Games have never been known for their astounding storylines. The necessarily repetitive nature of gaming is perhaps forever going to be at odds with the kind of storytelling we're used to from films and books. But wait! HeroCraft has found the ultimate method for relaying a story through the medium of games. It's that most lyrical of entertainment archetypes. Yes, it's Tetris.

Every regular reader of Pocket Gamer must know of Tetris, but for the sake of everyone else who stumbled onto this review after accidentally googling 'Romance tryst', in Tetris, blocks fall from the top of the screen and you need to match them up to make a wall of sorts. Except once you've made a solid bit of wall, it disappears. It's a bit like building a house on quicksand as a cowboy builder, and it will probably drive you mad. It's addictive.

RomanceTris subverts the classic formula a bit though. Here, the lines of bricks don't disappear when they fall to the bottom. Instead, they reveal part of a picture that tells a modern version of Shakespeare's Romeo and Juliet. We won't go into the storyline here, because if you don't know about either Tetris or Romeo and Juliet you probably don't know how to operate The Internet either.

Aside from this twist on the classic game, there's also a number of power-ups and special bricks that add to the Tetris blueprint. The most interesting of these is the Particle brick. Every now and then, instead of getting a standard-shaped block, you'll get a yellow cluster of these special bricks. They break apart once they get to the bottom, flowing out into any gaps or tricky holes on the surface.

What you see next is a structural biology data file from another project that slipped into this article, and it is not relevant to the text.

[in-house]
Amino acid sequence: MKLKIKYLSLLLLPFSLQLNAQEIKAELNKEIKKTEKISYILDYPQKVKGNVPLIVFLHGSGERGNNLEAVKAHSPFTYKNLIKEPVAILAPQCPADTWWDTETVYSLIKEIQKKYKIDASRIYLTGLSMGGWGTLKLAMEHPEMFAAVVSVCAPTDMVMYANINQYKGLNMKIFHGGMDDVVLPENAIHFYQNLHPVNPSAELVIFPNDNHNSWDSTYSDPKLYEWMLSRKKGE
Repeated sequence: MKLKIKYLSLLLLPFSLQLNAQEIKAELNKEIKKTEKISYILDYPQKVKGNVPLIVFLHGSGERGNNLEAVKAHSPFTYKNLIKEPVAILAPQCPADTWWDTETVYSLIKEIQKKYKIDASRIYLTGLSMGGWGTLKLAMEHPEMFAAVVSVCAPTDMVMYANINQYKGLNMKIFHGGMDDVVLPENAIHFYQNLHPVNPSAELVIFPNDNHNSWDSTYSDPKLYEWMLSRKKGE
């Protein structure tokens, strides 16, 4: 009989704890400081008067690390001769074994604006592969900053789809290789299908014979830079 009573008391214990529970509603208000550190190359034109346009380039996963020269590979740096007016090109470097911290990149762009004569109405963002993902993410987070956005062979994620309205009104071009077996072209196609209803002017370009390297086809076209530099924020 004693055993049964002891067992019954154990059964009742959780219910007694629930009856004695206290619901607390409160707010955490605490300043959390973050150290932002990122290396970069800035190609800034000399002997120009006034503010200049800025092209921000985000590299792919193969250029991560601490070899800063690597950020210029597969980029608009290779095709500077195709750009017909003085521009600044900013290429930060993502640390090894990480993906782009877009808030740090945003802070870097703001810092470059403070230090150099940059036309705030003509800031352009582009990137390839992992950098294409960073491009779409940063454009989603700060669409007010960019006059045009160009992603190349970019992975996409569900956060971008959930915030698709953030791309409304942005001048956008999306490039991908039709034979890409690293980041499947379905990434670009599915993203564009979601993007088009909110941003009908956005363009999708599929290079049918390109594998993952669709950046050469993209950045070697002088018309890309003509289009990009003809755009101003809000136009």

Other power-ups include a paint pot that fills-in any gaps you may have missed earlier directly below where it lands, and the two Swipe power-ups that either fill or clear the two nearest lines of blocks. The pictures that you unlock, of which there are nine, are well-drawn with a sort of half-realistic airbrushed style. To say they tell the story by themselves would be a grand overstatement, for which reason there's a textual cut-scene between levels to fill in this gap, but they're nice to look at.

So far so quirky, but a tragic turn is never too far away in Shakespeare, and RomanceTris is unfortunately beset with an astounding sense of pointlessness. This is rather odd when adding a point is precisely what this game does to the classic Tetris. In grafting a storyline onto an abstract gaming concept, much of the magic is lost. Without that compulsive, score-hunting challenge, each level is a bit of a dirge. Sure, it's a reasonably pretty dirge with some worthy additional gameplay features, but it's a dirge nevertheless.

On top of that, the script writer seems to be taking some serious liberties with the source material. On your first play-through, the story is told in sombre and serious tones. Sure, it lacks a certain pizzazz, but it relays Shakespeare's ideas well enough. Carry on though, and the game is replayed with a progressive text-speak vernacular. Here's a sampler from when this new narrator, who is most definitely not the real Slim Shady, takes over:

"Mebbe thingz were not 2 tragic? Da 2 Kewlest l33t familiz lived, ate, drunk... even no familiz! Clanz!!! And they fought each otha in da seriouz way"

Whether this sort of talk makes you laugh or grimace and consider stocking up on Paracetamol for your own Romeo and Juliet style ending, any amusement probably isn't going to last for a full repeat performance.

An oddly mistranslated idea that has some of the comic flavour of a badly localised Japanese RPG, RomanceTris is a curious thing. Some of the elements it adds to the Tetris formula are valid, and it's certainly a fairly well-executed game, but when the curtain falls, the fact that RomanceTris isn't particularly fun can't be ignored.